New Delhi [India], Sept.7 : As the world gears up for the opening ceremony of the Paralympic Games in which 19 Indians will be competing, not a single Indian network including Doordarshan has picked up the broadcast rights for this global event.
And this has elicited fervent calls from Civilian Welfare Foundation, a city-based NGO, to give a proper media coverage in order to give them their credit.
CWF is the first NGO in India focusing fully on the cause of Indian Paralympians. It has also organised the first Walk for Paralympics and has been at the forefront of the Paralympic Movement in India since its inception.
"India is home to the largest demographic of people with disabilities in the world. It is great that Prime Minister Modi wished the Para-athletes well but the lack of coverage in India needs to be discussed at a time when the Paras are the biggest news story worldwide.
Strategically this year is a critical year in the history of paralympic sports where 19 athletes are participating in 9 events the key important points being the highest amount of women participation (3) and a bunch of budding talent along with the stalwarts," said Suchandra Ganguly, paralympic rights activist and founding member of CWF.
"To discuss this injustice and discrimination against Indian athletes with disabilities, the first Indian-origin person selected to serve as Chaplain for the Olympic and Paralympic Games, Rev.
Zenji Nio has skipped the opening ceremonies in Rio and flew in from the Olympic Village to discuss this issue in landmark press conferences being organized in both Kolkata and New Delhi by the Civilian Welfare Foundation," stated Pradeep Raj, an International Para athlete and founder of Para Sports Foundation.
"The state of Paralympics sports in respect to promotion and broadcast is sincerely poor in India. Most of the athletes who have gone there in Paralympics most of the Indians are unaware of them. Besides, the entire issue of the Indian flag being absent during the Indian Paralympics address at Rio, adds up to the plight of Paralympic sports sector as a whole.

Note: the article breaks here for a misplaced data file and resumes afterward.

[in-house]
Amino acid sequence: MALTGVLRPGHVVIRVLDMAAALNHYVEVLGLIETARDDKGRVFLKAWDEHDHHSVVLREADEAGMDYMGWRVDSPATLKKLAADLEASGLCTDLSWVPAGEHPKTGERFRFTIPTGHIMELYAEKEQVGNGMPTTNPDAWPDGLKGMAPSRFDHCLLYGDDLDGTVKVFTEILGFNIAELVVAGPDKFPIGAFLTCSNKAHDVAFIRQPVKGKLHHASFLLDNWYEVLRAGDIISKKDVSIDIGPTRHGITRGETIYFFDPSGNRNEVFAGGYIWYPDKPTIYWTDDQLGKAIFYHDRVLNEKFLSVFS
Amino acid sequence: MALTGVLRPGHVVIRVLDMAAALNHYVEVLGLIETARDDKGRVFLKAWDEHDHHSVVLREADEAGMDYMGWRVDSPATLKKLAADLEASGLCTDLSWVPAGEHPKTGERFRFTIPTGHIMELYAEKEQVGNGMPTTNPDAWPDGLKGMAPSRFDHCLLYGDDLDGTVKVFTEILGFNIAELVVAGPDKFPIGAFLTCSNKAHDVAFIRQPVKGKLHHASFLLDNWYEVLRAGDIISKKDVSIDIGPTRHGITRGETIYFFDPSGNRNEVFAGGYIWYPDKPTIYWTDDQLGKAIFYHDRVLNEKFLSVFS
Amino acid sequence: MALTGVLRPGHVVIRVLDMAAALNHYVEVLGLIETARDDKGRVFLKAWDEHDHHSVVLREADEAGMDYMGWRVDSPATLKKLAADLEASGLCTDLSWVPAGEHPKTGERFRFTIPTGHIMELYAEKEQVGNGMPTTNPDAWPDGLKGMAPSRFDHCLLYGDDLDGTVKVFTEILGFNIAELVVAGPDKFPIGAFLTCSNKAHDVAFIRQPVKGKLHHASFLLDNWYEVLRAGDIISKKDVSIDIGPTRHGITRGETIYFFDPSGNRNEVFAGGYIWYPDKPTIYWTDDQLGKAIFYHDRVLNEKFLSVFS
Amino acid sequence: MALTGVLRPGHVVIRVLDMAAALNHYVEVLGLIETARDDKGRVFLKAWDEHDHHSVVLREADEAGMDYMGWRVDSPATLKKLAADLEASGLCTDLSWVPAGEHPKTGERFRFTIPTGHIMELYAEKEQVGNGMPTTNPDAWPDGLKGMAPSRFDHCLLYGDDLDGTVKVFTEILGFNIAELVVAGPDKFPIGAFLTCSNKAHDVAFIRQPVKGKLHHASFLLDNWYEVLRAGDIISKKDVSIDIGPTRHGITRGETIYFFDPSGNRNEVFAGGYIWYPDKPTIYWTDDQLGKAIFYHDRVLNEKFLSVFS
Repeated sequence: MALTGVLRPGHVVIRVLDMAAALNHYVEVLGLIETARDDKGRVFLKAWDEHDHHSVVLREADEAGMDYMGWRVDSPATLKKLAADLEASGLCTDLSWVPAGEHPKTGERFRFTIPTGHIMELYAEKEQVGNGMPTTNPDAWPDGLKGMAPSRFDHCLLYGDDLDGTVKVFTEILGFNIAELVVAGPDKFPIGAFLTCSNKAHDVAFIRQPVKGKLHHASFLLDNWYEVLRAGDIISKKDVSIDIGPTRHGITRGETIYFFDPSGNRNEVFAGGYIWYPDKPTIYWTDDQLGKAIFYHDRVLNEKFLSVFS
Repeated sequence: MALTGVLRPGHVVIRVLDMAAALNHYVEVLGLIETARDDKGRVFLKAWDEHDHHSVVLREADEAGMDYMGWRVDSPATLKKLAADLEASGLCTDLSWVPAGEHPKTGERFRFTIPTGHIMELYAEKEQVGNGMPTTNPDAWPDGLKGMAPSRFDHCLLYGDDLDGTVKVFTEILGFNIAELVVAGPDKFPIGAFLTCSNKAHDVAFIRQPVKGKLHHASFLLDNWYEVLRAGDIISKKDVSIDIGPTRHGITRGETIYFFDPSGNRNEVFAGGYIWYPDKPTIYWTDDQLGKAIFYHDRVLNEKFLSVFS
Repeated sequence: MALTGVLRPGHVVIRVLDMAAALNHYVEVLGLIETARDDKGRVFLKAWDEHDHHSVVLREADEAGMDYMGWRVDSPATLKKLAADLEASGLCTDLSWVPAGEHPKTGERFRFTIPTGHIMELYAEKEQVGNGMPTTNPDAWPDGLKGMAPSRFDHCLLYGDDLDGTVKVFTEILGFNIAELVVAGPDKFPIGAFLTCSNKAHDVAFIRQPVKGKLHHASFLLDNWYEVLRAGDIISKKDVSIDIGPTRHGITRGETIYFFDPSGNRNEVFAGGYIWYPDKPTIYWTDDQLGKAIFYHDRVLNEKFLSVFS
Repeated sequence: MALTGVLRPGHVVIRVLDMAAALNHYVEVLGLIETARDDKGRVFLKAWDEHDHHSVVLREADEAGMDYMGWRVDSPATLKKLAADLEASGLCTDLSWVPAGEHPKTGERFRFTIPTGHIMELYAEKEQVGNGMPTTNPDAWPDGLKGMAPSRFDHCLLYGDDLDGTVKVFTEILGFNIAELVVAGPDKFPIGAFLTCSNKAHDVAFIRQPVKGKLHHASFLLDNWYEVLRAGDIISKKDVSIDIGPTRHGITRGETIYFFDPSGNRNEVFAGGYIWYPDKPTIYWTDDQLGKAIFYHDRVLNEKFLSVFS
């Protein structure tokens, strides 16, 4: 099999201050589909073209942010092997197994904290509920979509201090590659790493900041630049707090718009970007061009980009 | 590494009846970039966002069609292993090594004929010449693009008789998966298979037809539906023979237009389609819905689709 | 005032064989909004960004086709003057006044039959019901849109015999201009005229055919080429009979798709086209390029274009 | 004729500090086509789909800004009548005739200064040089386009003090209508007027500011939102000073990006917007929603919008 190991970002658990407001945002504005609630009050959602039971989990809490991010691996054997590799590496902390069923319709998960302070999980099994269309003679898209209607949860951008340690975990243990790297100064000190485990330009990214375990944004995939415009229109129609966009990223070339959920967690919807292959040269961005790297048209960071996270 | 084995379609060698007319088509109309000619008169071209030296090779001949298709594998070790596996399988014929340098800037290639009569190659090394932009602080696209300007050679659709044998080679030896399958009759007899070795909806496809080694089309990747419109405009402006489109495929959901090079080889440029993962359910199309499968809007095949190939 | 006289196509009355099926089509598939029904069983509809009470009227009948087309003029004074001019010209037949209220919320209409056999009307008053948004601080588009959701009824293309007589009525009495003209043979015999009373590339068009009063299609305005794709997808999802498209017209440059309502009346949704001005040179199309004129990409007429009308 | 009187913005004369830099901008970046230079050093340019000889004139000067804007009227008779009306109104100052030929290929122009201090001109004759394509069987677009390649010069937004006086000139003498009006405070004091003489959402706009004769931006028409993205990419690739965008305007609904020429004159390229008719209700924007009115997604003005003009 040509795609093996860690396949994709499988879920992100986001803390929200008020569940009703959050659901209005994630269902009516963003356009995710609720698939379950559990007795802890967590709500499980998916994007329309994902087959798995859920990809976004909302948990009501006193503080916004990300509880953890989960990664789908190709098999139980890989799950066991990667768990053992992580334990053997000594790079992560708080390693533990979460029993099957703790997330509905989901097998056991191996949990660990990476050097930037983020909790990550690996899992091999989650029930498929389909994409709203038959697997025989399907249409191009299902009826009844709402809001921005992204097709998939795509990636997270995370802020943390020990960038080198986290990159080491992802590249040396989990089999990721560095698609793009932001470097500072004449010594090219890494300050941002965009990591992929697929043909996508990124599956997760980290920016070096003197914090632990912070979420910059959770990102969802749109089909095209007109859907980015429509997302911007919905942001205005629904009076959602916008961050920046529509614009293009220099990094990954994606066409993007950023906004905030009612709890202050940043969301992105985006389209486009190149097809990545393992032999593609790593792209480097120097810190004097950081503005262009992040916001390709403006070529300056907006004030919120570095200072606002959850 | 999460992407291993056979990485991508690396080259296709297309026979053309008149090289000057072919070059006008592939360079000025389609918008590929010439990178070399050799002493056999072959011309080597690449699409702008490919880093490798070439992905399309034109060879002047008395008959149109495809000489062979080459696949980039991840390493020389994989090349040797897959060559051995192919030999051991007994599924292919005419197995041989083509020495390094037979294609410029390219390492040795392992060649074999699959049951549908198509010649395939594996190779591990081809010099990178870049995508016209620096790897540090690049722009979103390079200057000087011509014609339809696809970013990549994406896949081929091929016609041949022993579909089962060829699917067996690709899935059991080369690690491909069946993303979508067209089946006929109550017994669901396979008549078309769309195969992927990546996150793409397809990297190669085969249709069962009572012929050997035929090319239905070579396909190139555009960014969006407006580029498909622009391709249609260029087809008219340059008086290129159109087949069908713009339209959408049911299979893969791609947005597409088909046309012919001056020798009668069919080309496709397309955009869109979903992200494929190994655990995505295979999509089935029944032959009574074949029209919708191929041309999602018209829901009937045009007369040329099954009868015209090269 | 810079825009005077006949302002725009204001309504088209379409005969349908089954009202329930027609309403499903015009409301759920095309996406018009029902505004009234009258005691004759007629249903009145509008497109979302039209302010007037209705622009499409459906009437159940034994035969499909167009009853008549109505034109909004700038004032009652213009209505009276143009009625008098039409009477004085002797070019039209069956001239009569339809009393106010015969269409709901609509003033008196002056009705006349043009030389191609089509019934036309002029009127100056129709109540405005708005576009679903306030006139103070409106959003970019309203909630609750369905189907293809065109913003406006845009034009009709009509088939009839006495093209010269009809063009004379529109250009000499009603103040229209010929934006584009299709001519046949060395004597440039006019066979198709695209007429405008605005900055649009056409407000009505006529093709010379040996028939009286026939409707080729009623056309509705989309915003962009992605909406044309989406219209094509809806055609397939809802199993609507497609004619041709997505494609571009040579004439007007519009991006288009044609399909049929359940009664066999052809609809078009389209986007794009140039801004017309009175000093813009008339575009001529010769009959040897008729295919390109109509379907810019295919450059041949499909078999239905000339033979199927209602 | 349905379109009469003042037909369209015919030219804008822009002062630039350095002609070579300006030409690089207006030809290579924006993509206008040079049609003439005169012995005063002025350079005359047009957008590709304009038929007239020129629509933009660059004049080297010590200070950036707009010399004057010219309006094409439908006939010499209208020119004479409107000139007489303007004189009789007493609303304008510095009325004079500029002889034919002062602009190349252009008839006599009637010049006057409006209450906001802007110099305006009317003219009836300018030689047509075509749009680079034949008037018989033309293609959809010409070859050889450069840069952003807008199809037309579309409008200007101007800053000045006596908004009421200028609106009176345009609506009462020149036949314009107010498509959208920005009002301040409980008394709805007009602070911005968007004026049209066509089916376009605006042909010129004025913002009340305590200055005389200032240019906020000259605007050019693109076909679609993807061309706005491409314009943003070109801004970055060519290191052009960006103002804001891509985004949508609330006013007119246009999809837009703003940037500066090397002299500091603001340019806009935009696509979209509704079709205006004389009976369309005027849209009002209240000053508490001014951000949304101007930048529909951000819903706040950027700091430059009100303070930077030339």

Where on one side, PM Modi is giving us name of Divyang, on the other side Divyangs are crying for their rights to be implemented," he said, adding that the Ministry of Youth Affairs and Sports was ignoring the rights of Para athletes.
According to Pradeep, the Ministry of Information (and) Broadcasting should take effective steps to telecast Rio Paralympics 2016 in accessible format on Doordarshan.
Elaborating further, Rev Nio, who was recently lauded by the Olympic media for coaching 50 medalists as well as conducting the first marriage ceremony in an Olympic Village, said: "the theme for Rio 2016 is diversity and enabling the Indian public to view the heroic efforts of the Paralympians can be inspirational and empowering to all viewers.
Furthermore, the Paralympics can serve to change attitudes and perceptions towards people with disabilities and open vistas of visibility, opportunity and exposure for them.
The games village after the Olympics has been completely revamped in terms of signage and disability accessibility and a makeover look has been provided.
The undercurrent thought is that Paralympics no longer needs to be under the shadow of Olympics - an attitude India needs to reflect upon." The press conferences not only focused on the problems facing Indian athletes with disabilities but also explore potential solutions.
The speakers stressed on working along with mainstream media regarding how the more coverage on the athletes could be fetched.
The event, starting from September 7, will see Javelin thrower Devendra Jhajharia, the country's first Paralympic gold medallist (Athens 2004), competing for his second medal.